In the late 19th Century, a group of women in Boston came together to form what was to become the Saturday Evening Girls Club (S.E.G.). It would run as a group until 1969 and started as reading group for young immigrant women in Boston’s North End. The group met at the North Bennet Street Industrial School (NBSIS) , in Boston’s North End. At the time the area was economically and socially deprived. Financed by philanthropist Helen Storrow (1872-1932) and run by librarian Edith Guerrier (1870-1958) and her partner, artist Edith Brown (1872-1932), the club had the purpose of providing social and educational opportunities for women, and it soon became a popular gathering place for members of the local arts and crafts community. The club would later acquire a kiln and open a pottery which would on its move to the Old North Church, Boston would be named The Paul Revere Pottery, a name that has become synonymous with the American Arts and Craft movement.
Edith Guerrier a librarian and writer worked at the North End nursery and she was tasked with maintaining the school’s reading room, officially known as “Station W” of the Boston Public Library. She began a series of reading groups, one of which became very popular with the young women at the school, forming the foundation of what in 1901 became the Saturday Evening Girls’ Club. The club covered subjects ranging from music, literature, economics, job opportunities, and art. Through activities and group discussions, the S.E.G. provided social and intellectual stimulation for the young women, exposing them to an array of experience across religious, language, and ethnic divides.
In 1906, Guerrier and Brown visited Europe and were inspired by the folk work of peasant artisans and the designs of the Arts and Crafts movement. They had the idea to create a pottery to produce American peasant ware that would be created and sold by the Saturday Evening Girls Club to gain extra income for the girls.
We spoke of making marmalade, or fruitcake, of hemming napkins and dishtowels, and finally we spoke of pottery, of the charming peasant ware of Italy, of Holland, of Germany, and now of Switzerland. Since our club girls were almost all of peasant stock, why not start an art pottery and produce American peasant ware?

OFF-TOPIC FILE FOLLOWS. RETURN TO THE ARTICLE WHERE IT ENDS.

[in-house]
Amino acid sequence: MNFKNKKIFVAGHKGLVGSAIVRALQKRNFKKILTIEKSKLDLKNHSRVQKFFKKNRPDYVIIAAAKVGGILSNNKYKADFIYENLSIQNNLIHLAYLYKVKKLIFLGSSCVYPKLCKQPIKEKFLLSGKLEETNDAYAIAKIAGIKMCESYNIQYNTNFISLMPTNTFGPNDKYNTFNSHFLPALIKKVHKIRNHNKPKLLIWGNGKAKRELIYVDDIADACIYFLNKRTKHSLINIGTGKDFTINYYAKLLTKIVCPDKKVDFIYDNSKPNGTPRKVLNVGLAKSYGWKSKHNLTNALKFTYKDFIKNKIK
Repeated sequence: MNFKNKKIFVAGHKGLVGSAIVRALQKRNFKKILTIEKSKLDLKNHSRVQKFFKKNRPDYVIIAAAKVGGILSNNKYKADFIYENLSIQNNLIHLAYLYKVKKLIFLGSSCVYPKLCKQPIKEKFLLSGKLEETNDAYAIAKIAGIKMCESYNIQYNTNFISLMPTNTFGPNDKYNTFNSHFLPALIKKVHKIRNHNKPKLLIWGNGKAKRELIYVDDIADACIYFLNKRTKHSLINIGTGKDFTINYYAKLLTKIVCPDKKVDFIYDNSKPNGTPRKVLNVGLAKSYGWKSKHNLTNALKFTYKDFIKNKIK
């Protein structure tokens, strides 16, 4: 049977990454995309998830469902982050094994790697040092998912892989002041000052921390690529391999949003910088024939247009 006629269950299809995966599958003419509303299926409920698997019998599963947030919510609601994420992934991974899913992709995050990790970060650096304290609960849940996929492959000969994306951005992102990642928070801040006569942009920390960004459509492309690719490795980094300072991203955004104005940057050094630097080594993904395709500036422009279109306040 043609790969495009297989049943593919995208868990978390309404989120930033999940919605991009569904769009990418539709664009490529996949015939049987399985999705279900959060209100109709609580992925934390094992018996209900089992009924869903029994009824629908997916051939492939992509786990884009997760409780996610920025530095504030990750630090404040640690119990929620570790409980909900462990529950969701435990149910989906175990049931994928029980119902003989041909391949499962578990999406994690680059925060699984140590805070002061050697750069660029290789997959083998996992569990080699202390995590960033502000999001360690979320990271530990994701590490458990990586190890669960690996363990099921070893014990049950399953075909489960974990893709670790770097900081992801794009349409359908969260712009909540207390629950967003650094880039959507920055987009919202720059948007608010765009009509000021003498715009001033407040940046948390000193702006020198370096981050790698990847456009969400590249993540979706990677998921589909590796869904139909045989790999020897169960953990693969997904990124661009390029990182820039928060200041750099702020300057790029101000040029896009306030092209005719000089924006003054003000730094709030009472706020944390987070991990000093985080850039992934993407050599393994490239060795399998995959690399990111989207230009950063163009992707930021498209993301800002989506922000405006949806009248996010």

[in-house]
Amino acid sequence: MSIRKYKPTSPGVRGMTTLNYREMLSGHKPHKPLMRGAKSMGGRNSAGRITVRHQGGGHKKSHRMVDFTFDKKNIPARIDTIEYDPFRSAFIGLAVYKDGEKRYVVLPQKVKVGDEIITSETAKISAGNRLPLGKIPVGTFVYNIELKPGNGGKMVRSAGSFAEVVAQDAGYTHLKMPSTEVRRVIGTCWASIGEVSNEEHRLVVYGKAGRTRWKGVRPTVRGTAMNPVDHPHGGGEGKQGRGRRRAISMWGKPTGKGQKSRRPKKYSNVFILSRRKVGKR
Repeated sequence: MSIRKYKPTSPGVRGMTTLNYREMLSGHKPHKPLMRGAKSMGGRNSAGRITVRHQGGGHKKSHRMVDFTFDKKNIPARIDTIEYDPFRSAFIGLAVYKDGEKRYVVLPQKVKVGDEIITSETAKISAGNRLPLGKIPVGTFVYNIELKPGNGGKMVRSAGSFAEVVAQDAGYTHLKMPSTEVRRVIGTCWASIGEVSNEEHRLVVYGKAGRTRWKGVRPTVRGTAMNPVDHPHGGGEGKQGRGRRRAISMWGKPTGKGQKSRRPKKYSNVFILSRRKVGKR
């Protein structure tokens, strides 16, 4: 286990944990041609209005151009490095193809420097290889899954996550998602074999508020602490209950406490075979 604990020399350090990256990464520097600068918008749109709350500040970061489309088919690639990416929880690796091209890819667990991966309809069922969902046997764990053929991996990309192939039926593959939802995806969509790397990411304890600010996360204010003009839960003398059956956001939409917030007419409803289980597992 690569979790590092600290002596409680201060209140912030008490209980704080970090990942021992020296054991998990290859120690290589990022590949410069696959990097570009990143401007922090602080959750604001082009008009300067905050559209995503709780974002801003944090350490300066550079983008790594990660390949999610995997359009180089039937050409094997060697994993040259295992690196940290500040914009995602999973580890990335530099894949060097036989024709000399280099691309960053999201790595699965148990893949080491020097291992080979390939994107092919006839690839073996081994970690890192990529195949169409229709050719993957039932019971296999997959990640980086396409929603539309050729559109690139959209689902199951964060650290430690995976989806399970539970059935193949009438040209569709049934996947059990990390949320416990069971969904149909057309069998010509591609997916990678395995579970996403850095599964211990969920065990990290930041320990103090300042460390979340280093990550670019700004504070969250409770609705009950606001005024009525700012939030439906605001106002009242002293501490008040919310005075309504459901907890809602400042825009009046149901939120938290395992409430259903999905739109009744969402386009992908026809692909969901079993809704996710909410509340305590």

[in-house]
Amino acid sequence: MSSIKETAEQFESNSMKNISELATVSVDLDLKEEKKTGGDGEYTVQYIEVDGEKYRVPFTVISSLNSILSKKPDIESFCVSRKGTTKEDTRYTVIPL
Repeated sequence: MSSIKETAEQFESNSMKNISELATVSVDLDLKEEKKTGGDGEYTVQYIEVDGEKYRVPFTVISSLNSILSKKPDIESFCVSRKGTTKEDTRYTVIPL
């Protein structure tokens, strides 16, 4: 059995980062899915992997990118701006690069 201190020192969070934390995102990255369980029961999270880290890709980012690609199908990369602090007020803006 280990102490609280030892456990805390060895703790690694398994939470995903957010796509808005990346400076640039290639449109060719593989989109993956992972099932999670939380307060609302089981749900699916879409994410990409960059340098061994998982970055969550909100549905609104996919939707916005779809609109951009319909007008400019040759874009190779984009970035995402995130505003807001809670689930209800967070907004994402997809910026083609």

The group bought a kiln 1906 and in 1907 a small pottery was opened. The endeavour was successful, but was not fully supported by the North Bennet Street Industrial School. In 1908 funded by Helen Storrow the pottery moved to a new location when she bought a four-story brick building in Boston’s North End, located on Hull Street. The Library Club House, or Hull House as it was often called, was very near to the Old North Church. The iconic Old North Church church, was where Paul Revere had hung his lantern and inspired the name of the pottery to become the Paul Revere Pottery.
The pottery was more than an arts and crafts project designed to keep young women off the streets; it provided them with decent jobs. Working conditions at the pottery were better than the women could have expected elsewhere: they worked an eight-hour day and received a fair wage, daily hot lunches, and a yearly paid vacation. The pottery flourished for several decades, garnering national and international recognition through features in magazines, journals, and newsletters.
The pottery created was mainly utilitarian ware intended for everyday use and vases. The simple design subjects included farm animals, simple landscapes, houses and scenes from American folk art. More unusual designs included witches on broomsticks and windmills. Banded painting decoration was typical of the pottery and a few pieces featured all over decoration. The pottery used lots of soft and pastel colours and the finishes were a porous matte or a soft gloss.
Paul Revere Pottery continued to flourish for several decades, garnering national and international recognition through features in magazines, journals, and newsletters. At the height of its popularity in the 1910s, the pottery’s wares were sold in most major cities throughout the United States. It finally closed in 1942.
The sophisticated simplicity and colours of the pottery have made in popular among collectors. As pieces were designed for use many are found damaged making. Pieces with full decoration have more value and pieces using the Cuerda seca technique are always superior. Cuerda seca a Spanish term meaning “dry cord.” It refers to a painting technique used on ceramic pottery, in which lines are delineated using a dampened rope or cord dipped in paint. The design is then painted over with one or more colors, usually using a brush.
One of the most notable painters collected from the pottery is that of Sara Galner (1894-1982). Her designs and paintings on pottery have become very desirable and she holds some of the record for some of the highest prices paid at auction. She also went on to manage a Paul Revere Pottery shop in Washington, D.C.
The story of The Saturday Evening Girls Club and The Paul Revere Pottery is definitely a fascinating one. Please look at the related links below for further background on the pottery and the women who made it happen.
The Saturday Evening Girls Make Pottery History feature on New England Historical Society
Sara Galner, the Saturday Evening Girls, and the Paul Revere Pottery Selections from the Bloom Collection at Museum of Fine Arts in Boston
Ceramics from the Paul Revere Pottery at Museum of Fine Arts in Boston
A story in clay: Sara Galner and the Saturday Evening Girls from National Museum of American History